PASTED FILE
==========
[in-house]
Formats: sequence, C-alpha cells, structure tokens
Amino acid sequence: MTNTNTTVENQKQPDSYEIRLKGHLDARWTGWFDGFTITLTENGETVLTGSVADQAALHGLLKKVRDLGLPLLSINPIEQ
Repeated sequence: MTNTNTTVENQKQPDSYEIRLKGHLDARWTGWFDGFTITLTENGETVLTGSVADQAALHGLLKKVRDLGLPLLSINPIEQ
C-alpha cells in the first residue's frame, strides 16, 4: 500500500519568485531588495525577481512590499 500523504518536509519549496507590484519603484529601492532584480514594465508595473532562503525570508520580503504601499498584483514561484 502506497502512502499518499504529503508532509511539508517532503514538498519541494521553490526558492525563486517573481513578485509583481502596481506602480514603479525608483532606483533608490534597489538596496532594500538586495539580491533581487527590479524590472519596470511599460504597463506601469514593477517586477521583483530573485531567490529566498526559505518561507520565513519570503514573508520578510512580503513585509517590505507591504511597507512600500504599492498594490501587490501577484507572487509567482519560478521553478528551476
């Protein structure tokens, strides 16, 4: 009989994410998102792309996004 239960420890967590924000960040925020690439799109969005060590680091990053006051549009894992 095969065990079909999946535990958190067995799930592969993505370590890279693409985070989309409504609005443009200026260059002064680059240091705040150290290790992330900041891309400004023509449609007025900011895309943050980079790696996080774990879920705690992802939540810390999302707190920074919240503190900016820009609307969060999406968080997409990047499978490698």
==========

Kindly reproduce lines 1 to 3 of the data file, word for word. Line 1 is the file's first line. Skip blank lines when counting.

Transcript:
[in-house]
Formats: sequence, C-alpha cells, structure tokens
Amino acid sequence: MTNTNTTVENQKQPDSYEIRLKGHLDARWTGWFDGFTITLTENGETVLTGSVADQAALHGLLKKVRDLGLPLLSINPIEQ